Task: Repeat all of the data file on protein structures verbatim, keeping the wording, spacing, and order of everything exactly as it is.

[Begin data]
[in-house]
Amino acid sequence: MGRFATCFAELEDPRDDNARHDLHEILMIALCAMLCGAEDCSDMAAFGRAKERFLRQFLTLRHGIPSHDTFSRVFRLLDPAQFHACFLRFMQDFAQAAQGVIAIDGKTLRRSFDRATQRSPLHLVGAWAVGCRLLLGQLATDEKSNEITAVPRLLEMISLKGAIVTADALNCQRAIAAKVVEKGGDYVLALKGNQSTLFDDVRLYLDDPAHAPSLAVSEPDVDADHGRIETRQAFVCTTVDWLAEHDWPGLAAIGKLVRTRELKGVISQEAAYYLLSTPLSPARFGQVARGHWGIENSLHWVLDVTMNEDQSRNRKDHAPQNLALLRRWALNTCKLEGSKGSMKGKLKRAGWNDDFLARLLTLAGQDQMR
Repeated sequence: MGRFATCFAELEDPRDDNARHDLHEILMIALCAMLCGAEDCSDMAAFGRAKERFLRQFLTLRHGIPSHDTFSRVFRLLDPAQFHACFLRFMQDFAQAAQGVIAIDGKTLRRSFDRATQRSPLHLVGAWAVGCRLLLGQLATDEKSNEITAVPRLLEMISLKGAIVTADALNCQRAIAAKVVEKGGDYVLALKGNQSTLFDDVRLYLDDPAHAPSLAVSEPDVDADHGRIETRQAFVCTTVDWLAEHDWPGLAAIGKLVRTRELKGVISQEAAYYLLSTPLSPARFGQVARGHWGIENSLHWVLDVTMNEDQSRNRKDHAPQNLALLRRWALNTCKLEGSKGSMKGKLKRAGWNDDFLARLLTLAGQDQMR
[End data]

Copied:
[in-house]
Amino acid sequence: MGRFATCFAELEDPRDDNARHDLHEILMIALCAMLCGAEDCSDMAAFGRAKERFLRQFLTLRHGIPSHDTFSRVFRLLDPAQFHACFLRFMQDFAQAAQGVIAIDGKTLRRSFDRATQRSPLHLVGAWAVGCRLLLGQLATDEKSNEITAVPRLLEMISLKGAIVTADALNCQRAIAAKVVEKGGDYVLALKGNQSTLFDDVRLYLDDPAHAPSLAVSEPDVDADHGRIETRQAFVCTTVDWLAEHDWPGLAAIGKLVRTRELKGVISQEAAYYLLSTPLSPARFGQVARGHWGIENSLHWVLDVTMNEDQSRNRKDHAPQNLALLRRWALNTCKLEGSKGSMKGKLKRAGWNDDFLARLLTLAGQDQMR
Repeated sequence: MGRFATCFAELEDPRDDNARHDLHEILMIALCAMLCGAEDCSDMAAFGRAKERFLRQFLTLRHGIPSHDTFSRVFRLLDPAQFHACFLRFMQDFAQAAQGVIAIDGKTLRRSFDRATQRSPLHLVGAWAVGCRLLLGQLATDEKSNEITAVPRLLEMISLKGAIVTADALNCQRAIAAKVVEKGGDYVLALKGNQSTLFDDVRLYLDDPAHAPSLAVSEPDVDADHGRIETRQAFVCTTVDWLAEHDWPGLAAIGKLVRTRELKGVISQEAAYYLLSTPLSPARFGQVARGHWGIENSLHWVLDVTMNEDQSRNRKDHAPQNLALLRRWALNTCKLEGSKGSMKGKLKRAGWNDDFLARLLTLAGQDQMR